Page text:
CreativeConnection and The Worldwide Tribe have worked together to create Zeinah and Yaman, two animations that describe the terror that refugees face when they are forced to leave their homes. We hope that these two videos can be shared to help raise awareness of the refugee crisis, by showing the stories of those who have lived through it.

We have set up this page to create a positive and understanding space for people to come together in support of the hundreds of thousands of people affected by the refugee crisis. We invite you to contribute your stories and experiences of meeting or working with refugees, or of being a refugee yourself. This is an open space, where you can share your experiences without judgement or negativity.

Through this collection of stories, we hope to create a community of supporters who show that love is greater than hate.

Please share this page and the animations on your own social channels to spread the word and stand #WithRefugees.

If you would like to contact us directly, please email holly.willmott@creativeconnection.co.uk

Or if you would like to find out more about how you can help, please email jess@theworldwidetribe.com

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  1. Steve Sharples says:

    I was born in 1941 in the north west of England in a Mill Town of some importance, at least that what we were told, it also made airplanes and had a dock, But lots of Back to back houses and smoking factory chimneys of the many cotton mills.

    In 1945ish my dad came home from his POW camp and went back to work in’t mill.

    My mother worked in a very specialised textile mill as a factory manager. A lot of her highly skilled workers were refugees from the Baltic States. Most of them didn’t speak any english, were men whose families were in their home country having swapped the German suppressors for the Russian yoke

    The people who my mother worked with were very cleaver people PhD’s seemed two a penny

    But here they came to earn low wages, live freely and become part of our society or so they thought.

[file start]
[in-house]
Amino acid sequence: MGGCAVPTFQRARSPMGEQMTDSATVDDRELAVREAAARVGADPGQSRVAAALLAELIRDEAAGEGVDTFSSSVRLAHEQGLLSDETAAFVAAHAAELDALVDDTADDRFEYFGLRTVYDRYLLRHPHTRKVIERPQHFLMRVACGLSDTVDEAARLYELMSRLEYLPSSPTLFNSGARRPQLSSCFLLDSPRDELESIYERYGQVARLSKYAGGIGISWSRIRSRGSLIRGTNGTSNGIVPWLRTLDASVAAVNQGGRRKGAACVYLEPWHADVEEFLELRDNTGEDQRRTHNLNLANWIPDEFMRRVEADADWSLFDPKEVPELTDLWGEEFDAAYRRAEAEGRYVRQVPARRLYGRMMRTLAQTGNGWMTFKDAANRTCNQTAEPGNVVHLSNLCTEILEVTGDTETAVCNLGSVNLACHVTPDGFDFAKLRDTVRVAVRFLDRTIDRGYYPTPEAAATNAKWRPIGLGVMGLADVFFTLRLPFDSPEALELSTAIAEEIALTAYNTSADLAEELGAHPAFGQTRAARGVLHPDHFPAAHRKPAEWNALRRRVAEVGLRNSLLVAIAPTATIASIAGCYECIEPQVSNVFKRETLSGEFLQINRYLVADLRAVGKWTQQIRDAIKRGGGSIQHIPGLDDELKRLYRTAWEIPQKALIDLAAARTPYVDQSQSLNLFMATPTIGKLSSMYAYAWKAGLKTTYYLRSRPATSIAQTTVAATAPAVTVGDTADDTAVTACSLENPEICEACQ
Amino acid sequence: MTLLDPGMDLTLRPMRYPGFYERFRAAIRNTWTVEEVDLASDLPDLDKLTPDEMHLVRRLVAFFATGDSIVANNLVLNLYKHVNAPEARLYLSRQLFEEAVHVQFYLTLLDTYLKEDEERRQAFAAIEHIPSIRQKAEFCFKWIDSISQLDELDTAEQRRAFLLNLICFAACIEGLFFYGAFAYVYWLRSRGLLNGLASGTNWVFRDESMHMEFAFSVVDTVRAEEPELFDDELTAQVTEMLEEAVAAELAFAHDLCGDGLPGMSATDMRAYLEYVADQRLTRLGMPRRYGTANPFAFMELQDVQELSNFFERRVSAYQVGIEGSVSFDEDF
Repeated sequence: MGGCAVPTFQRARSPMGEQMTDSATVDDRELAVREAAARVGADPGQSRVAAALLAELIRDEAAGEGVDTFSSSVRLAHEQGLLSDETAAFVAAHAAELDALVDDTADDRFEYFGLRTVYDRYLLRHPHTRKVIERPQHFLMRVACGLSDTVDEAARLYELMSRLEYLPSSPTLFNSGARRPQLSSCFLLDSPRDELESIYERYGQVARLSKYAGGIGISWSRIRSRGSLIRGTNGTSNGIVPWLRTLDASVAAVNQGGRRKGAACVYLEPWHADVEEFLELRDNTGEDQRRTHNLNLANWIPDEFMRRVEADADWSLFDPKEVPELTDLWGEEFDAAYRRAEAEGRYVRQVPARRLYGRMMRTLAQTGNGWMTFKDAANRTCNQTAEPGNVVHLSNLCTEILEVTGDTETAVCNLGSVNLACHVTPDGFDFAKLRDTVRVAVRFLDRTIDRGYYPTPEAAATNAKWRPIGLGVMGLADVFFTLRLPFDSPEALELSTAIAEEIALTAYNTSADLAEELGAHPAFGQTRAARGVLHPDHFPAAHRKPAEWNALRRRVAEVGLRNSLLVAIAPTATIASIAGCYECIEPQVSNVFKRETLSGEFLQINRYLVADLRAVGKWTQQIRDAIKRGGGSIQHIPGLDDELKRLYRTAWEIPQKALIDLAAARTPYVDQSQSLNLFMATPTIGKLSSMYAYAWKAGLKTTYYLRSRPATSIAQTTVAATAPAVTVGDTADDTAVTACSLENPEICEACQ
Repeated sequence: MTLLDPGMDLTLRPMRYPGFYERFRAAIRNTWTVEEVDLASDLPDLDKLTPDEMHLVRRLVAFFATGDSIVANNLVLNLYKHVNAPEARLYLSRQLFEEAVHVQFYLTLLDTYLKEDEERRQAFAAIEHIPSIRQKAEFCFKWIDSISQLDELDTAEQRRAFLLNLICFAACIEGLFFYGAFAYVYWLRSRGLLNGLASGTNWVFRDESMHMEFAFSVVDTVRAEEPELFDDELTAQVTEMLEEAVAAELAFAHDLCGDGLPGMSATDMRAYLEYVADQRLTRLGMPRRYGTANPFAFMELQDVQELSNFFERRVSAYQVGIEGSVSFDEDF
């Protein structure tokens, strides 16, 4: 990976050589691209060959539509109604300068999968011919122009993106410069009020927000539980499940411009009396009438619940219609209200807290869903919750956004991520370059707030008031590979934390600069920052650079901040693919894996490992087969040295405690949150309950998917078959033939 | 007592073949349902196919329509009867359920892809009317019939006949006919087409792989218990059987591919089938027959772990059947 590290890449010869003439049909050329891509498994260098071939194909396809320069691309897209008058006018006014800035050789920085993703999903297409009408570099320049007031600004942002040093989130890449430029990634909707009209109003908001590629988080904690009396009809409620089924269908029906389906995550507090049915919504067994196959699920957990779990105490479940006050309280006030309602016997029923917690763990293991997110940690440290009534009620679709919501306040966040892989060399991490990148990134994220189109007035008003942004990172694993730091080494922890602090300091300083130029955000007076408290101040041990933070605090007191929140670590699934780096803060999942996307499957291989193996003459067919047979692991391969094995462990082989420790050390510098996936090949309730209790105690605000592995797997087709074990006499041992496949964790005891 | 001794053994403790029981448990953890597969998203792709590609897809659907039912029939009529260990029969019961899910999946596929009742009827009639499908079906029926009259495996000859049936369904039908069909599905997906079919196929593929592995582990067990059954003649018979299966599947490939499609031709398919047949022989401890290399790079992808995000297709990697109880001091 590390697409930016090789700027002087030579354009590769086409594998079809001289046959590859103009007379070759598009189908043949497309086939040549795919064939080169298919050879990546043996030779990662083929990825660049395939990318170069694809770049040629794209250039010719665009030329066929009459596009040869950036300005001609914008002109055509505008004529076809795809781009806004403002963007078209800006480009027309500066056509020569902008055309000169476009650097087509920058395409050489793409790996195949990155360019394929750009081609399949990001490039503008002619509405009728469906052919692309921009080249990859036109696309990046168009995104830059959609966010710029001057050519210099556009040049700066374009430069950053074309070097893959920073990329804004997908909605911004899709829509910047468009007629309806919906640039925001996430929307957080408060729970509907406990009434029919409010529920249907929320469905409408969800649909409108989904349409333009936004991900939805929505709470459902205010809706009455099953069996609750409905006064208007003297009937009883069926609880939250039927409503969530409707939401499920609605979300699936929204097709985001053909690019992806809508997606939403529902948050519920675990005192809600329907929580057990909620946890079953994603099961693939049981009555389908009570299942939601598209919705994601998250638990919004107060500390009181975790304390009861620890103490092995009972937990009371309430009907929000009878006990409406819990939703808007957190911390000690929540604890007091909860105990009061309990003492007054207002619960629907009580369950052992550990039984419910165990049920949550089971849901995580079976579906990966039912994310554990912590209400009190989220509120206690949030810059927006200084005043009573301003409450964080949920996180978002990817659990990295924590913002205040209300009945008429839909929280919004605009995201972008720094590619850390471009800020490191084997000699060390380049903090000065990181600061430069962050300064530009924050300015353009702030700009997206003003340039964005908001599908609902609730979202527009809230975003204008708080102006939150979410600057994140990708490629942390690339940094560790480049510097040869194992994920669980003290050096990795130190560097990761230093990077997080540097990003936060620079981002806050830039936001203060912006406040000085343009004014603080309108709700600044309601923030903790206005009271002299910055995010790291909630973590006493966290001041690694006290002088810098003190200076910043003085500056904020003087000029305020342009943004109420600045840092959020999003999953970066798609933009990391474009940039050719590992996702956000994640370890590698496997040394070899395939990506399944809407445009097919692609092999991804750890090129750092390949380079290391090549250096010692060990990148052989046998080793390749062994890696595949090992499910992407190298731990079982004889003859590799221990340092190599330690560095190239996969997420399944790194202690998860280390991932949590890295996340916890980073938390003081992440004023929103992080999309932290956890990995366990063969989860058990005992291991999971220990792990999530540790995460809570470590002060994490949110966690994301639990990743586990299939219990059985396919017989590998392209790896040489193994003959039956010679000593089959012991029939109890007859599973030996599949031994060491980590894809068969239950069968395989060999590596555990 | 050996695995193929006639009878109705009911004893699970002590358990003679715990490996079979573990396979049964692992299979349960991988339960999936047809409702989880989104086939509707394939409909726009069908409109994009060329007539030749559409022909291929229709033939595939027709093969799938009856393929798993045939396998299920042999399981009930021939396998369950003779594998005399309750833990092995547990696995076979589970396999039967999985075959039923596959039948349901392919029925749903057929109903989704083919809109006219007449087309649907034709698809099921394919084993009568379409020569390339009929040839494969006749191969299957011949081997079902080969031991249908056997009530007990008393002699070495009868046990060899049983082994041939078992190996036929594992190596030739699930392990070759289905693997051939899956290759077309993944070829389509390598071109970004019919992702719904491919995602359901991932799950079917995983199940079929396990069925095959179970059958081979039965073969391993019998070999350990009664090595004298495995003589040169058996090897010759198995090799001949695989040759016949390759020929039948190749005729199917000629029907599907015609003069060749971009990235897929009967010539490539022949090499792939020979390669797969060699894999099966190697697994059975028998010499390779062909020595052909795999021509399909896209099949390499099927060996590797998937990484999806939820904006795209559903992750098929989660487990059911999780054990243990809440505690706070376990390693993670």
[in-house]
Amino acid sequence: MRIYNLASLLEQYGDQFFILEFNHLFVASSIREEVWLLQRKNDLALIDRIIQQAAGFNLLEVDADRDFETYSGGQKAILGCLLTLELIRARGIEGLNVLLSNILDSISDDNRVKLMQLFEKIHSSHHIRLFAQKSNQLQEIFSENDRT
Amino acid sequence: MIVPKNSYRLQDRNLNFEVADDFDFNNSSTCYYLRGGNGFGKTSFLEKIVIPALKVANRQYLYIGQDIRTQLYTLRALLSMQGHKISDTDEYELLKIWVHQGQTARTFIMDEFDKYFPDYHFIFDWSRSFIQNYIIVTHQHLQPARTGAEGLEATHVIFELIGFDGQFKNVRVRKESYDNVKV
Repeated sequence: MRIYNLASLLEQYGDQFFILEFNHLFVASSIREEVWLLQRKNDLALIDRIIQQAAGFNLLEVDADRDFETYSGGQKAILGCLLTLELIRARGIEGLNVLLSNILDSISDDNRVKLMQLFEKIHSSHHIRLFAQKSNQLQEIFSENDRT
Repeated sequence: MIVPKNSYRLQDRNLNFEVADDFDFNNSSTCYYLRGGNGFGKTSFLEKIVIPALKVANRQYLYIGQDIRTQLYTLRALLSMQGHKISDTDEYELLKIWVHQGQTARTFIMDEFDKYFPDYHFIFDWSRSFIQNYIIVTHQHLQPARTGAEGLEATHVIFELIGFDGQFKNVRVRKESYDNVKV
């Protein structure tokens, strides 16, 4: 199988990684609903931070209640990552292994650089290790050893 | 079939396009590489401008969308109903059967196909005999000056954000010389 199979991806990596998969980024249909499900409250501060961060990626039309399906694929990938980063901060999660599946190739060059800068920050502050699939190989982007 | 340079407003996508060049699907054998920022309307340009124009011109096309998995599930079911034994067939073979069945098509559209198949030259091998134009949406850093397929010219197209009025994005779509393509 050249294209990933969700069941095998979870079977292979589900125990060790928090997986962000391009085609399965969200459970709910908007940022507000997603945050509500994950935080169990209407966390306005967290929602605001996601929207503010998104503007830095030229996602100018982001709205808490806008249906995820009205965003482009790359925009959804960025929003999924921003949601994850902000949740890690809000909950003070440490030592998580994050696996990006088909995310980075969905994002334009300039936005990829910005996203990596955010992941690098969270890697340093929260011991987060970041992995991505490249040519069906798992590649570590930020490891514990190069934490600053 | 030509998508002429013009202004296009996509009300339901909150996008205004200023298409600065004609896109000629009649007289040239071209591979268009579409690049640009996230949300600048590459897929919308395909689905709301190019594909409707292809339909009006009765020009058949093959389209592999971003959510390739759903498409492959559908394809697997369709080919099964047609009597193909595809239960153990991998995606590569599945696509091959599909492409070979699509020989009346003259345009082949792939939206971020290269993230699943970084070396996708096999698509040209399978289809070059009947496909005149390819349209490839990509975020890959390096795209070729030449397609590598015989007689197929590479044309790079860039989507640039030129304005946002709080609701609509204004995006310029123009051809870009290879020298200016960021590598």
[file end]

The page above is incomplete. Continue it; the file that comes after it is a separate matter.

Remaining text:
Two things I vividly remember

    Firstly, my mother took me too the town centre church every sunday evening. In the centre isle there was always a man standing – I asked her about this ‘Ah this is they way they worship in their country’ A new insite for a six year old.

    One sunday mother took me to see some of her workers in their own homes.

    I still, after over 60 years fee sad that we don’t welcome people from other countries and cultures

    We walked down a side street full of dingy two up two down houses. she knocked at a door – it was opened and we were welcomed in – I was given a piece of chocolate – wow I was in heaven.

    I looked around, it was dark, dingy and someones bedroom. I was told to sit and be quiet.

    Around me were people bawling away in languages that I didn’t understand and looking different from us with their slavic looks and the men with their hair swept back from their forehead like a 1930’s footballer. and the air pungent with strange tobacco smoke.

    After a while mum told me it was time to go I looked and there were tears in her eyes. When we were out side I asked her why she was crying – her reply was emotional as she explained that there were eight men living in the house, their families were a long way away and would probably never see them again. I gripped her hand and as we walked down the street there was a notice in a window. I could not read and I asked mum what it said

    In a very sad voice she read it out ‘Bring back the Irish at least they don’t eat Kit e Kat butties’

    I asked what it meant – ‘don’t ask’ she replied

    So what happened to this community? A lot went to the US a few stayed but never really integrated.

    Things don’t change. I left preston a few years latter and really never went back